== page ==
We had a fairly extensive briefing from the surgeon who took -- took charge of the pope yesterday, and he told us -- Dr. Alfieri, told us that, in fact, the pope responded to the anesthesia just fine and to the operation and came out of the operation joking. He said, the pope at one point said, that he was -- felt well, and the doctor told me that he wouldn't be lifting weights anytime soon. The pope said in response, I don't lift weights. So in any case he still has a sense of humor after the operation.

And I think, you know, this is the kind of thing that doctors are watching carefully, the Vatican has just -- as a matter of precaution has basically canceled all people events for the next ten days till the 18th of June. Then after that we will see, they're concerned because the pope has a busy schedule come up in August, including a trip to Portugal for the World Youth Days, it's a very demanding schedule, and later on a trip to Mongolia.

So, we'll see if the recovery goes well but for the pope it seems to be -- Christine.

ROMANS: By all reporting the, hernia was giving him some discomfort so hopefully they can get that fixed and he can get on with his very busy schedule.

Nice to see you, Jim Bittermann. Thank you.

Rescue operations are underway in southern Ukraine's Kherson region this morning after that devastating Nova Kakhovka Dam collapse on Tuesday, at least 1,500 residents have been evacuated, more than 230 square miles flooded, and there are some entire communities underwater, according to military. It also has spurned fears of a ecological disaster in the making.

CNN's Clare Sebastian joins us from London.

And, Clare, we're hearing three people are believed to have drowned in the Russian occupied town of Oleshky. What can you tell us?

CLARE SEBASTIAN, CNN CORRESPONDENT: Yeah, Christine, this is according to the Ukrainian mayor of that town, speaking to CNN this morning. He said three going to have died. He believes that there could be many more because although the population of this town is much depleted because of the war, only 3,500 to 4000 people left, he said many of them are pensioners or bedridden, just not able to get unto the rooftops or climb up to higher land.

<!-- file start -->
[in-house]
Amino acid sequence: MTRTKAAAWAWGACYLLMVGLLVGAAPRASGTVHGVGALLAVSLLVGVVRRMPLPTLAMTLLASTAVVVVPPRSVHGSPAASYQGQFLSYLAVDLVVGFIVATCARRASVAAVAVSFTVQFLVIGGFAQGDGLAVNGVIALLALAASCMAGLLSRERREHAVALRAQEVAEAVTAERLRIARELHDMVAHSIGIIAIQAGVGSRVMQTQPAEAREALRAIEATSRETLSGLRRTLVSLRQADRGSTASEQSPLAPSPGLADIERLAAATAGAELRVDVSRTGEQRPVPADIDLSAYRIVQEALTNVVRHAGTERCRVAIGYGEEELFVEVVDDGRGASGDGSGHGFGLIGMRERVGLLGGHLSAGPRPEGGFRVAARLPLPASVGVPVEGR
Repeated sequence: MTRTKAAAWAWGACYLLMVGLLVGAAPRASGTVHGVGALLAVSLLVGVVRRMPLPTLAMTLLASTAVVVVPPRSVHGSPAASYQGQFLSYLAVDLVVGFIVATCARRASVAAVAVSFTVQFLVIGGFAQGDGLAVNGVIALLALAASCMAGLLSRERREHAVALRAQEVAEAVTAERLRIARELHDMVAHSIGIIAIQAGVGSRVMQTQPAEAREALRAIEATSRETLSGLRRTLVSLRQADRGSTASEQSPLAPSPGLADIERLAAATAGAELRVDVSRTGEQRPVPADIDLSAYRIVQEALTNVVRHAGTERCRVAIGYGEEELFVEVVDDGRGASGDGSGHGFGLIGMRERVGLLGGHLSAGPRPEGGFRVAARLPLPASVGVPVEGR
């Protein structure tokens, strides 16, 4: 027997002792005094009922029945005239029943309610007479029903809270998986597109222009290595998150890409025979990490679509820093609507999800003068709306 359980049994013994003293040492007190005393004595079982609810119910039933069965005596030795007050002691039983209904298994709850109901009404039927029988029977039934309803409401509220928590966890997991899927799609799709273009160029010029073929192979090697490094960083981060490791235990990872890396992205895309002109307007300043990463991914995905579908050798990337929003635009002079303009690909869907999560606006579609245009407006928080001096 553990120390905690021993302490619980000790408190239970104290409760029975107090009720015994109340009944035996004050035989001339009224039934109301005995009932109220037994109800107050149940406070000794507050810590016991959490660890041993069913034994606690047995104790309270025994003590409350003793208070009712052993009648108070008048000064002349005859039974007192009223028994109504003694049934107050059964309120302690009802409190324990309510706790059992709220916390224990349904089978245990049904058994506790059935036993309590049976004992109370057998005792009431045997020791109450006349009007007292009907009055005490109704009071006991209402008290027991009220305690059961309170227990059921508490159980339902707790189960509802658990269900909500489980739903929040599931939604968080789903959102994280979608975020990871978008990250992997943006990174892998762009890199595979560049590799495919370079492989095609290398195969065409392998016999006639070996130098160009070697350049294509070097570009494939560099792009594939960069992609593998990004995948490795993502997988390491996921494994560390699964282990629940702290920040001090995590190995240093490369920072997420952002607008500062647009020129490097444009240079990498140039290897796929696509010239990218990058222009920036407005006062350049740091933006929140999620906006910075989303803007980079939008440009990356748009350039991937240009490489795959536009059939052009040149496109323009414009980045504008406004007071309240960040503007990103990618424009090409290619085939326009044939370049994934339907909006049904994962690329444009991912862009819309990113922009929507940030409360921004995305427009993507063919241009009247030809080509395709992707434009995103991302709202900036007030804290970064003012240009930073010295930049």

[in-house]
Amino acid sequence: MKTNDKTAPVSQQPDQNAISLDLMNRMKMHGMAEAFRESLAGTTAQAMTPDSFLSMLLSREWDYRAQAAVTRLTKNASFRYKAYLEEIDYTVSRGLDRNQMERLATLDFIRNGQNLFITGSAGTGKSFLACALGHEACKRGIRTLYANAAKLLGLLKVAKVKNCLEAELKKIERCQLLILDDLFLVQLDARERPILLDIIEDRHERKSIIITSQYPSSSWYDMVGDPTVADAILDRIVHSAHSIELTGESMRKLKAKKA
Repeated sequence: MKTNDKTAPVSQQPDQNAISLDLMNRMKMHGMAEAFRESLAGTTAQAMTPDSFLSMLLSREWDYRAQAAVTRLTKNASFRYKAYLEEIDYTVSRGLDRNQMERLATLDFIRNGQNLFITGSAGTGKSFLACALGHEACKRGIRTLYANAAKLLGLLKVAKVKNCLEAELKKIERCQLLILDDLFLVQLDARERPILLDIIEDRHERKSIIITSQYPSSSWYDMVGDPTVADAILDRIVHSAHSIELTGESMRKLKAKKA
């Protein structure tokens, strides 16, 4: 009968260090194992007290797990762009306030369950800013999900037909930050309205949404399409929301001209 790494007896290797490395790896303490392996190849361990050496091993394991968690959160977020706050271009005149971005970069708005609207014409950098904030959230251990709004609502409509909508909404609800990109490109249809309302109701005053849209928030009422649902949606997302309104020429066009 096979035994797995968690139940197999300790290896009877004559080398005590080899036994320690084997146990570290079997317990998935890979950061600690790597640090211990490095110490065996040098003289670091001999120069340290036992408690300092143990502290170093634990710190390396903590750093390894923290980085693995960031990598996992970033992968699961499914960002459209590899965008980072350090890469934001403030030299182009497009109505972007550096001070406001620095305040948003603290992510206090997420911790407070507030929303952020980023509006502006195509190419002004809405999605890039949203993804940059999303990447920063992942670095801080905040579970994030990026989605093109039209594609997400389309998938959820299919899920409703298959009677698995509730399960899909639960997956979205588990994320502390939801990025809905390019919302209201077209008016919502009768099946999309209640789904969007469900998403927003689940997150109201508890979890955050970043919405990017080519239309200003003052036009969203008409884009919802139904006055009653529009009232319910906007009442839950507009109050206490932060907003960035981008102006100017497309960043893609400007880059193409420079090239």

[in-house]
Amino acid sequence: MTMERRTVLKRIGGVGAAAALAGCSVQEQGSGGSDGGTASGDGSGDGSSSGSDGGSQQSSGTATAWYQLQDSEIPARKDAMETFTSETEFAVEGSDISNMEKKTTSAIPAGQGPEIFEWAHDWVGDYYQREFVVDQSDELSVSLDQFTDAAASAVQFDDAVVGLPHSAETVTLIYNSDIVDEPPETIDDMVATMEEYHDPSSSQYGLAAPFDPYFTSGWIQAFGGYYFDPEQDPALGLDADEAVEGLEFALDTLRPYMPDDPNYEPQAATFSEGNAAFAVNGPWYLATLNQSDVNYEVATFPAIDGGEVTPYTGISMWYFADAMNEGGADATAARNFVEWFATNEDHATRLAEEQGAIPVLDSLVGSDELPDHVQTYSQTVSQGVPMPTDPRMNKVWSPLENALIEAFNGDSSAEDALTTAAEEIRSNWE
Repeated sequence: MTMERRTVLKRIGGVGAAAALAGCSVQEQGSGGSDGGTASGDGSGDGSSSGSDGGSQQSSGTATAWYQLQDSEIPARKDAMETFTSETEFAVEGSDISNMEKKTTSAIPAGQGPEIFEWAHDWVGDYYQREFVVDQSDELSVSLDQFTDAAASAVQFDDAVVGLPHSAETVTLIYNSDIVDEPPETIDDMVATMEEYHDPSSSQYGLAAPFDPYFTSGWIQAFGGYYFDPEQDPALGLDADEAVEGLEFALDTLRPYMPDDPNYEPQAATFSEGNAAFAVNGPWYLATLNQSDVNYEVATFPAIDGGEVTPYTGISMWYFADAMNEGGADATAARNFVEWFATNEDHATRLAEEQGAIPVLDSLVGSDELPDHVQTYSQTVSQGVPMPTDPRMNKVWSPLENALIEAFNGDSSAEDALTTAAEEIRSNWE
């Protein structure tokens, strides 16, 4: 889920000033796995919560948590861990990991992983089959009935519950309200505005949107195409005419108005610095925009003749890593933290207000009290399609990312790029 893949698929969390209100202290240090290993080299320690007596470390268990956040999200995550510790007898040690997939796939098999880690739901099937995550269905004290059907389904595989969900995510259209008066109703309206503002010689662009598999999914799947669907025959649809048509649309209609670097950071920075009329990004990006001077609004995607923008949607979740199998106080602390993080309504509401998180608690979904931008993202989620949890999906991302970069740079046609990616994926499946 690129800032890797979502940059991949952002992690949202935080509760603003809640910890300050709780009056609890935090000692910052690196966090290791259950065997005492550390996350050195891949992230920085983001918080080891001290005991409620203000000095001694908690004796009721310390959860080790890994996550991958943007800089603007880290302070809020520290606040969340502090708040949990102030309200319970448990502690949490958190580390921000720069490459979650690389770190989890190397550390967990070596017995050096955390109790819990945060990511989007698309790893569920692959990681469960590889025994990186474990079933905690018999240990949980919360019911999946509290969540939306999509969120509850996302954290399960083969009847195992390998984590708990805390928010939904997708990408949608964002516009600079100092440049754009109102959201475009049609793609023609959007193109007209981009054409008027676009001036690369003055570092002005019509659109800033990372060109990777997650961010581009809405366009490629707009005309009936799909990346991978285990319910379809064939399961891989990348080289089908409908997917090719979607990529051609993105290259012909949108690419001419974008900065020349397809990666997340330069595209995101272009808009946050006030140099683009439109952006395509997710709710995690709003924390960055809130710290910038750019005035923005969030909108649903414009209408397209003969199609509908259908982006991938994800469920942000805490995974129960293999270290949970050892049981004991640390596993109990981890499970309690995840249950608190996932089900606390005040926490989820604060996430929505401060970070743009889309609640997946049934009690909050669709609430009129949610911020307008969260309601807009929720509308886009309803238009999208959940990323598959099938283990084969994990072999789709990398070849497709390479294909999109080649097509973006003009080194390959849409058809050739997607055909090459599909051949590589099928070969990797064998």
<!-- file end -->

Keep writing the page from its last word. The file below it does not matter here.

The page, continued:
So, he's certainly worried there may be more. But this is Russian occupied territory on the eastern bank of the Dnipro River, we're talking about. President Zelenskyy, by the way, is in Kherson today on the visit to survey the damage has been warning about the rescue efforts on those areas, worried that the Russians are not doing enough, or abandoning people.

We have this extraordinary footage of the Ukrainian military using a drone to drop bottled water, to residents in the region of Oleshky there on the rooftops, on waiting to catch the water bottles drinking water is a major concern.

And I We want to tune out to see the situation of that town as a whole, entire areas are submerged. Here are the before and after of that Russian-occupied town of Oleshky. You can see on the left on May 15th and the right, it looks like pretty much every street there, is submerged.

As I said, Zelenskyy very worried about the occupied areas. And this is not the only town, of course, all along the banks of Dnipro River, they're extremely worried. But the governor -- Ukrainian governor of the Kherson region saying this morning that the Russian occupied areas are worst affected. He said 68 percent of the flood zone is in Russian occupied territories, overall, 600,000 square kilometers -- 600 square kilometers rather of territory.

ROMANS: Clare, military officials say floodwaters have risen an average of 18 feet. Do you have any idea how long will take for this to recede?

SEBASTIAN: So, the prediction that we got, Christine, which is on the first day from the head of the Ukrainian of electric power company, was that the peak would've been yesterday morning, Wednesday morning in the early hours, in terms of the level of the water at that point, he said it should stabilize for a few days, on the fourth day starts to fall, but it would take 8 to 10 days runoff completely into the Black Sea.

Of course, when it does, I think we will get a greater picture of the damage here, half the high water levels, we are getting warnings of things like land mines being dislodged and floating in the water. They're lot of hidden hazards out there in situations like this.

ROMANS: Wow. All right. Clare Sebastian, thank you so much. Keep us posted.

Quick hits around the globe right now.

Police in the French Alps just apprehending a man they say injured several people with a knife a short time ago. That injured include children.

Prince Harry not in court today after giving two days of historic testimony in a lawsuit against a U.K. tabloid publisher. He is suing the Mirror Newspaper Group for hacking his private information.